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March 22, 2010

Wealth Watchers in the Classroom

By Cindy Ivanac-Lillig

I had met a woman, Alice Wood, a couple of years ago here at the Bank in connection with our Money Smart Week program. She is an attorney, a small business woman, and an author. Her life story is both heart-breaking and inspiring. She has recently come out with a book, "Wealth Watchers," that documents not only her life story but also serves as a how-to for the popular tool she has come up with to help people manage their finances more effectively. As I read the book, I thought -- this could be a great classroom tool for anyone teaching personal finance!

It is a rather easy paradigm to picture, because most of us have heard of the program Weight Watchers. There is no special food, only a way to keep score. Her system works much the same way. At one point in her book she says something like -- this isn't easy, but it is simple, which made me laugh at loud. The concept is so simple; it basically requires that you journal all of your daily expenses and know what your daily limit is for disposable income.

Why is simple sometimes so hard?

Please let me know what you think -- I realize that there are many tools out there and I have by no means tried them all, but this just happened to cross my desk and I thought it was worth sharing!


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Posted by Cindy at 10:32 PM | Comments (2) | TrackBack

March 15, 2010

Exploring the Fed's Independence in the Classroom

By Cindy Ivanac-Lillig

As folks teach about the Fed, they find themselves forced into using words that are so strange and almost contradictory that it makes me wonder what it must sound like for someone hearing it for the first time -- like many of our students. Think about "Quasi-Governmental," "Public-Private," "Independent and Accountable" and "Hybrid." I bet you all could think of some more on your own.

So, have I used these words to explain the Fed at times -- yes. I have tried not to, but the Fed structure was purposefully overlapping and rather complex in order to ensure its independence. Unfortunately, this complexity is often hard to explain without using these borderline nonsensical phrases. The Cleveland Fed has a series of "drawing board" YouTube videos designed to be fun, educational videos that explore different Fed subjects. They just recently released one on the Fed's Independence that does a good job of illustrating and explaining the importance of the unique structure especially as it relates to monetary policy.

Hope you enjoy. Let me know what you think.


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Posted by Cindy at 4:18 PM | Comments (2) | TrackBack

March 5, 2010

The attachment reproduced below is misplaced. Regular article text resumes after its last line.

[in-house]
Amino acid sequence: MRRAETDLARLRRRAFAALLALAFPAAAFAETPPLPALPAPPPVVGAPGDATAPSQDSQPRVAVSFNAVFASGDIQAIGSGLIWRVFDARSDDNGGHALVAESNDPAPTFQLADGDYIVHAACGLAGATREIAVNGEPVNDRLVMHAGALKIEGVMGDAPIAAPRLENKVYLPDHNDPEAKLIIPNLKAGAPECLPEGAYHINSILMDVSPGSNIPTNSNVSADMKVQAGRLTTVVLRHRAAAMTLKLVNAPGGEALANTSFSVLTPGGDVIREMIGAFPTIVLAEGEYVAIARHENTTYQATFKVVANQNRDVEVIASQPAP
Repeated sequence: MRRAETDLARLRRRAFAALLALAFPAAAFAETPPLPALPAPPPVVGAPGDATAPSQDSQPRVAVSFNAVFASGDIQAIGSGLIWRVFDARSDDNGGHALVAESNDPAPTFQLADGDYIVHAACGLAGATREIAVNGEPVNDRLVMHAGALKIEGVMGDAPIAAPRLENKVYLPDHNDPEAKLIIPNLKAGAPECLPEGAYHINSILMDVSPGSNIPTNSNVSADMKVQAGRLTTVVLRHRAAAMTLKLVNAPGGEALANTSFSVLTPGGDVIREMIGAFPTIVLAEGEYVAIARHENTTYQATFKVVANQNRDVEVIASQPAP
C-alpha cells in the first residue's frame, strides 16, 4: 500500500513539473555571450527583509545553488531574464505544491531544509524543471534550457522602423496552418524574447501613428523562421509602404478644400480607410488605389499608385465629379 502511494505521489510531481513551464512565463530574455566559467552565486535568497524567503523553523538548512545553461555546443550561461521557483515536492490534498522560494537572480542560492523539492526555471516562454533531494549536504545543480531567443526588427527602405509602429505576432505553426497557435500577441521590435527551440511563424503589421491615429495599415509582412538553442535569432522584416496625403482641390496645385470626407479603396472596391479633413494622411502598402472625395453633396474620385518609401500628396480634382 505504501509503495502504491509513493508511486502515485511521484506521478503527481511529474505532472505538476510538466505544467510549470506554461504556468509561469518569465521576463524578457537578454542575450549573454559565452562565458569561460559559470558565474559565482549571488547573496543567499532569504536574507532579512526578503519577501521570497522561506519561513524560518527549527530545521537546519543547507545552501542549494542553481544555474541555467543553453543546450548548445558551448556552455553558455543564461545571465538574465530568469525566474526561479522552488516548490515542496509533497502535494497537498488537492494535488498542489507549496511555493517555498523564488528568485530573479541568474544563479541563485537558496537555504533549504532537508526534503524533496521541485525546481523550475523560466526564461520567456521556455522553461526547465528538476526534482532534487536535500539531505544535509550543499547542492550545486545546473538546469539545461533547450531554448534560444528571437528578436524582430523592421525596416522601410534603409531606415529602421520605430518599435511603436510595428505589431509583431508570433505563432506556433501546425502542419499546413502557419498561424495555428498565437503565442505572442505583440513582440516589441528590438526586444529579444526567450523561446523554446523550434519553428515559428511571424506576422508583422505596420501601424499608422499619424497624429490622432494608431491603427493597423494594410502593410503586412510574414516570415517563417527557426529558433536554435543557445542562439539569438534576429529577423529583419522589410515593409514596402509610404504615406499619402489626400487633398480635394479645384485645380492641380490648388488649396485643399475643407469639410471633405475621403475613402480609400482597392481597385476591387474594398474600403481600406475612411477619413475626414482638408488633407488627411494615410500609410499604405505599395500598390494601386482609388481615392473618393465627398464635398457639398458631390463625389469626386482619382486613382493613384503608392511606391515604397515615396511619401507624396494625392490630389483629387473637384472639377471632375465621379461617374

Technology's Potential in the Classroom

By Cindy Ivanac-Lillig

In the process of cleaning my desk, I found a really interesting article (amazing what cleaning will do) that introduced me to the Intel Teach website. It offers teachers on-line training on how to incorporate project-based technology into their classrooms. I think it could help a lot of teachers who are currently feeling like they are forcing in technology so that they can mentally check that box, but are really not using it to its fullest potential.

As you may or may not know, the Chicago Fed sponsors a project-based, academic competition called the Fed Challenge, that emphasizes teamwork, presentation skills, fundamental economic theories, and a deep knowledge of macroeconomic data. This last piece of the program has really changed a lot in the last decade. Now, not only can students get data, but they can manipulate data quickly, get expert opinions on the data, and even ask questions of experts via email and get the answers in time for their presentations! Many may argue that students don't have to do as much now, but quite frankly, it seems to me they have to do more -- as there are many more avenues for their fellow competitors to get an edge. Information moves faster and hence more is expected.

As a teacher, this is exciting because in some ways independent and critical thinking have more opportunity to be exercised in this type of environment. The trick is how to incorporate this fast-paced technology into the classroom when we are sometimes not as comfortable with it. Here is where Intel Teach comes in. Intel has dedicated a significant amount of resources in the education field and this is a perfect fit for them.

I usually write blogs on economic topics and/or economic education opportunities, but this is one that I think could really help bring to life one thing that economics has going for it in the classroom -- real data on real life events. The way I see it (or what I hope) is that technology will allow us to breathe life into a highly theoretical subject that just may spark some interest in students. That is pretty exciting!

If anyone has any information on this particular program, please post below. In addition, if anyone does project-based economic projects in their classroom, I am sure we would all like to read about it.... please consider sharing


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Posted by Cindy at 10:43 PM | Comments (1) | TrackBack